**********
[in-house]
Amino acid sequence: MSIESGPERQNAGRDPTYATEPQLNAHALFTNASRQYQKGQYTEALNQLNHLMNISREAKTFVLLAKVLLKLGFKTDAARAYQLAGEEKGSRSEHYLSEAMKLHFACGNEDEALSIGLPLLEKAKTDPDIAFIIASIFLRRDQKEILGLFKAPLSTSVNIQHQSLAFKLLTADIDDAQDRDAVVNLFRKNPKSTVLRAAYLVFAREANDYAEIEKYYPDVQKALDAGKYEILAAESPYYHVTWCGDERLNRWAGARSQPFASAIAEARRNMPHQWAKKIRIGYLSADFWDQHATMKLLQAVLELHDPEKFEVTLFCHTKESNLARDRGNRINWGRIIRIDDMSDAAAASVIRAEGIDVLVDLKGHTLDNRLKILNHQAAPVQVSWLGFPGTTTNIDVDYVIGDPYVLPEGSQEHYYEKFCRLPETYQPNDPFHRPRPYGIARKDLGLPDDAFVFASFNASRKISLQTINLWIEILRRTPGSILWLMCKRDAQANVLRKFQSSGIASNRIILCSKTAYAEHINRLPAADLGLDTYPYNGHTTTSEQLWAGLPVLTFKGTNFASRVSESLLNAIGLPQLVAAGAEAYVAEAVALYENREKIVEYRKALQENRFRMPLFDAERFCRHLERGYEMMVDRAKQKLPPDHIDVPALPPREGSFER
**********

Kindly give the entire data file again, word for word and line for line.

[in-house]
Amino acid sequence: MSIESGPERQNAGRDPTYATEPQLNAHALFTNASRQYQKGQYTEALNQLNHLMNISREAKTFVLLAKVLLKLGFKTDAARAYQLAGEEKGSRSEHYLSEAMKLHFACGNEDEALSIGLPLLEKAKTDPDIAFIIASIFLRRDQKEILGLFKAPLSTSVNIQHQSLAFKLLTADIDDAQDRDAVVNLFRKNPKSTVLRAAYLVFAREANDYAEIEKYYPDVQKALDAGKYEILAAESPYYHVTWCGDERLNRWAGARSQPFASAIAEARRNMPHQWAKKIRIGYLSADFWDQHATMKLLQAVLELHDPEKFEVTLFCHTKESNLARDRGNRINWGRIIRIDDMSDAAAASVIRAEGIDVLVDLKGHTLDNRLKILNHQAAPVQVSWLGFPGTTTNIDVDYVIGDPYVLPEGSQEHYYEKFCRLPETYQPNDPFHRPRPYGIARKDLGLPDDAFVFASFNASRKISLQTINLWIEILRRTPGSILWLMCKRDAQANVLRKFQSSGIASNRIILCSKTAYAEHINRLPAADLGLDTYPYNGHTTTSEQLWAGLPVLTFKGTNFASRVSESLLNAIGLPQLVAAGAEAYVAEAVALYENREKIVEYRKALQENRFRMPLFDAERFCRHLERGYEMMVDRAKQKLPPDHIDVPALPPREGSFER